Reports this week had one analyst pegging Apple’s 5G iPhone modem launch in 2023 at the earliest, with implications for its current 5G smartphone chip supplier Qualcomm.
Flagging the prediction, MacRumors cited an investor note from Apple analyst at TF International Securities Ming-Chi Kuo. It follows reports in December that the iPhone-maker had started work on its own in-house modem.
Apple moving to its own in-house 5G components at some point is not an unexpected move, having purchased Intel’s 5G smartphone modem business in 2019.
Given the acquisition, Anshel Sag, senior analyst with Moor Insights & Strategy, told Fierce that the 2023 timeline is in the realm of what he would’ve expected Apple to accomplish within a 3-5 year horizon, but believes 2024 is more likely for an Apple modem.
At that point, “5G will be far more commoditized and ubiquitous than it is today, which lowers the bar to entry for a newer entrant like Apple” Sag said via email.
The $1 billion Intel deal came after Apple and Qualcomm settled litigation involving license royalty disputes, which resulted in a multi-year supply deal for modems and a six-year licensing agreement.
The 2023 timeframe sounds like a good prediction for when Apple could produce its own integrated baseband processor and transceiver, according to IDC Research Director Phil Solis, who focuses on connectivity and smartphone semiconductors, as it sits in the middle of the 2021-2025 window.
According to MacRumors, Kuo believes it could force Qualcomm to compete in the low-end market to compensate for the loss of Apple.
While Qualcomm would lose the discrete modem business from Apple, the chip giant knows it’s coming, Solis noted. At the same time Qualcomm is growing revenue in the RF business “which is something they barely played in years back.” Now it’s selling a modem-to-antenna solution that bundles RF components with integrated baseband processor and has designs to capture share of the RF Front End (RFFE) market.
By acquiring Intel’s IP and modem business, Apple has a running start on chipsets, but Qualcomm has been working on 5G modems for years.
“Since Apple was already working with existing IP and engineering teams, it didn’t have to completely start anew, however these things still take many years to develop and test,” Sag said, adding he’s seen an aggressive uptick in hiring this year for Apple modem jobs in San Diego.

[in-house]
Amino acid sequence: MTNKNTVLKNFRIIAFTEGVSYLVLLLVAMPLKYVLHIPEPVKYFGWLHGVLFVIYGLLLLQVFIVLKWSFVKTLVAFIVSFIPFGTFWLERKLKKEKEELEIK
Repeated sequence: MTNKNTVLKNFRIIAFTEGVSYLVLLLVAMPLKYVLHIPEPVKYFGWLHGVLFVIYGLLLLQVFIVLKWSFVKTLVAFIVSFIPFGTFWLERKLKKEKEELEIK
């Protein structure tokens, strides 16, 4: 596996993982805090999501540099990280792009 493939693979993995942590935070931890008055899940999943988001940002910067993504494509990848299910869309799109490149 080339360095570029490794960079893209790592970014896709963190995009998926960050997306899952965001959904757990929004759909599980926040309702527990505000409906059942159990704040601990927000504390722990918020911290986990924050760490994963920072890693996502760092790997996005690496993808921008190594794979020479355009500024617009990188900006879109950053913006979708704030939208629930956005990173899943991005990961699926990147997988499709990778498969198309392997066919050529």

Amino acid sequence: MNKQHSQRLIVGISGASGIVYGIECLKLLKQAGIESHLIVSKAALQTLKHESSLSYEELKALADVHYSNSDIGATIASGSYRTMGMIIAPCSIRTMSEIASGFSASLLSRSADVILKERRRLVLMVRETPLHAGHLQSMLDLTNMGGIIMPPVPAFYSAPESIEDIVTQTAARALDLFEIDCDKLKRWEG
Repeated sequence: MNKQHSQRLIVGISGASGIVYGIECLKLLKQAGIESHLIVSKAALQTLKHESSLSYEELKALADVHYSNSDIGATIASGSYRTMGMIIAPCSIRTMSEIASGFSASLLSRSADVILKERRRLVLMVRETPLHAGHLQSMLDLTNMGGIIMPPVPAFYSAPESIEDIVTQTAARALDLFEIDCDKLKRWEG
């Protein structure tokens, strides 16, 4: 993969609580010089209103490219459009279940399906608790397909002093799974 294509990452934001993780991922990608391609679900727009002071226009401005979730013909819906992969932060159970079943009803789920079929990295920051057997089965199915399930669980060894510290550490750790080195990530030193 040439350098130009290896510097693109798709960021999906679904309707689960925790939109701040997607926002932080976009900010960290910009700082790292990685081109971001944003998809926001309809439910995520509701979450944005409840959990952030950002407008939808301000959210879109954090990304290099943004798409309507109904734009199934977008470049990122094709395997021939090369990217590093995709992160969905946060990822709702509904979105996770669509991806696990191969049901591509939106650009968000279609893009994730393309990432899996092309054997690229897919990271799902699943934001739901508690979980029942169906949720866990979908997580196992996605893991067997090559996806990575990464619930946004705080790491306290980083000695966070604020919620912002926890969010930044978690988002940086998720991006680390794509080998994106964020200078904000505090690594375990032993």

Could Apple 5G modems compete with Qualcomm tech?
“It’s possible, if Apple throws enough money at it,” Solis said, adding that Qualcomm is usually the most advanced in terms of features and quality of their modems. “Apple should be able to at least be in the ballpark.”
Sag also thinks Apple will likely be close, but isn’t certain the modems can necessarily match the peak of what Qualcomm’s chipsets can deliver.
“Unfortunately for them, Qualcomm is going to continue to innovate and build new technologies into its modems that continue to give it the edge on the rest of the industry,” Sag said. “Qualcomm’s customers are willing to pay for that edge against Apple and those utilizing Qualcomm’s competitors.”
He also doesn’t believe Apple will necessarily try to have the fastest modem or compete directly with Qualcomm, instead expecting the iPhone-maker to “take the approach that it did with Intel so far as getting the features and performance it wants.”
Apple’s iPhone 13 is rumored to feature Qualcomm’s X60 5G modem, while the iPhone 12 lineup used the X55. Qualcomm’s fourth-generation X65 5G modem-to-RF system debuted earlier this year and can aggregate low-, mid-, and high-bands across key global 5G spectrum.
Apple will definitely need to support 3GPP Release 16 (if not 17 or 18 features) by 2023-2024, Sag said. And it’s fair to assume standalone 5G and FDD/TDD carrier aggregation “will be absolute must-haves by then.”
When Apple launched its first 5G iPhone last year, support for millimeter wave spectrum was front and center.
While a 5G modem from Apple is inevitable, to Solis the question is whether Apple will have its own mmWave antenna modules at the same time. He doesn’t see the company backing off from mmWave capabilities in future iPhone generations, particularly in the U.S. market.
According to Qualcomm data, more than 150 operators around the world are investing in mmWave.
Millimeter wave “is the part that would be the trickiest for Apple,” he said, although those will be separate components from the integrated baseband processor. Solis noted all current 5G smartphones with mmWave support use modules from Qualcomm (with MediaTek mmWave support expected in 2022 devices).
Notably, Apple is different in that the iPhone-maker is using Qualcomm 5G mmWave chips but going to Shanghai-based USI to make mmWave modules.
“It probably gives [Apple] some insight and will help them to make their own modules,” Solis said.
Ultimately, by the time an in-house integrated baseband processor is in Apple’s SoC, he said, the company may also have its own mmWave modules or may continue to buy them from Qualcomm or another third-party.